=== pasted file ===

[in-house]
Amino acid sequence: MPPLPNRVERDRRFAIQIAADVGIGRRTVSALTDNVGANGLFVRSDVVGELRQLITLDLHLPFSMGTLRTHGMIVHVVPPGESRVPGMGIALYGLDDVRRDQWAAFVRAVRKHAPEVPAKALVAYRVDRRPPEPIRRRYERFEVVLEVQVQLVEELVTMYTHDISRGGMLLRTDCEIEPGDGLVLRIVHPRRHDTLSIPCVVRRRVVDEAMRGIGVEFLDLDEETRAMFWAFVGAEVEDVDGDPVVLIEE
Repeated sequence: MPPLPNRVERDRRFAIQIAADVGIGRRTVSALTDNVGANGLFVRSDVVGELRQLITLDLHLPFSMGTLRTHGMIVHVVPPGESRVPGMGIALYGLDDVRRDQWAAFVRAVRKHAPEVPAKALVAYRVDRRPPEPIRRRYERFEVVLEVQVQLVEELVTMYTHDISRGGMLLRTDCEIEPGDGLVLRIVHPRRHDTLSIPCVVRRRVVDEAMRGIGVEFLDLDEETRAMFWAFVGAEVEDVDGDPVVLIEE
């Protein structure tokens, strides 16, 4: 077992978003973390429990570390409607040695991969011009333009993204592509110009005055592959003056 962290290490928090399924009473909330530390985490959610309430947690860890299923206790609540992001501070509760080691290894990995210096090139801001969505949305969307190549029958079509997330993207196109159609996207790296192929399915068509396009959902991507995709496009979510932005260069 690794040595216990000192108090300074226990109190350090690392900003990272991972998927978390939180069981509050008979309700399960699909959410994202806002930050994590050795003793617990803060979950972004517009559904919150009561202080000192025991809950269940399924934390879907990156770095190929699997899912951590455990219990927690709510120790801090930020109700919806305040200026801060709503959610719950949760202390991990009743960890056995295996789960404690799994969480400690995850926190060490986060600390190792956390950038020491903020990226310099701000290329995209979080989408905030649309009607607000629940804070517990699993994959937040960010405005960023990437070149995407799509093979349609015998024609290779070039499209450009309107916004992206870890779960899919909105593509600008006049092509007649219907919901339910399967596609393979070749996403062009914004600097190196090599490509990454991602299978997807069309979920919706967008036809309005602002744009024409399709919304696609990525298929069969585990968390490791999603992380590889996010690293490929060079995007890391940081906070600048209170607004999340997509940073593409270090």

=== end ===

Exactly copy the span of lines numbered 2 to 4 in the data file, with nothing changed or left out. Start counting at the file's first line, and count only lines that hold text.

Amino acid sequence: MPPLPNRVERDRRFAIQIAADVGIGRRTVSALTDNVGANGLFVRSDVVGELRQLITLDLHLPFSMGTLRTHGMIVHVVPPGESRVPGMGIALYGLDDVRRDQWAAFVRAVRKHAPEVPAKALVAYRVDRRPPEPIRRRYERFEVVLEVQVQLVEELVTMYTHDISRGGMLLRTDCEIEPGDGLVLRIVHPRRHDTLSIPCVVRRRVVDEAMRGIGVEFLDLDEETRAMFWAFVGAEVEDVDGDPVVLIEE
Repeated sequence: MPPLPNRVERDRRFAIQIAADVGIGRRTVSALTDNVGANGLFVRSDVVGELRQLITLDLHLPFSMGTLRTHGMIVHVVPPGESRVPGMGIALYGLDDVRRDQWAAFVRAVRKHAPEVPAKALVAYRVDRRPPEPIRRRYERFEVVLEVQVQLVEELVTMYTHDISRGGMLLRTDCEIEPGDGLVLRIVHPRRHDTLSIPCVVRRRVVDEAMRGIGVEFLDLDEETRAMFWAFVGAEVEDVDGDPVVLIEE
């Protein structure tokens, strides 16, 4: 077992978003973390429990570390409607040695991969011009333009993204592509110009005055592959003056 962290290490928090399924009473909330530390985490959610309430947690860890299923206790609540992001501070509760080691290894990995210096090139801001969505949305969307190549029958079509997330993207196109159609996207790296192929399915068509396009959902991507995709496009979510932005260069 690794040595216990000192108090300074226990109190350090690392900003990272991972998927978390939180069981509050008979309700399960699909959410994202806002930050994590050795003793617990803060979950972004517009559904919150009561202080000192025991809950269940399924934390879907990156770095190929699997899912951590455990219990927690709510120790801090930020109700919806305040200026801060709503959610719950949760202390991990009743960890056995295996789960404690799994969480400690995850926190060490986060600390190792956390950038020491903020990226310099701000290329995209979080989408905030649309009607607000629940804070517990699993994959937040960010405005960023990437070149995407799509093979349609015998024609290779070039499209450009309107916004992206870890779960899919909105593509600008006049092509007649219907919901339910399967596609393979070749996403062009914004600097190196090599490509990454991602299978997807069309979920919706967008036809309005602002744009024409399709919304696609990525298929069969585990968390490791999603992380590889996010690293490929060079995007890391940081906070600048209170607004999340997509940073593409270090």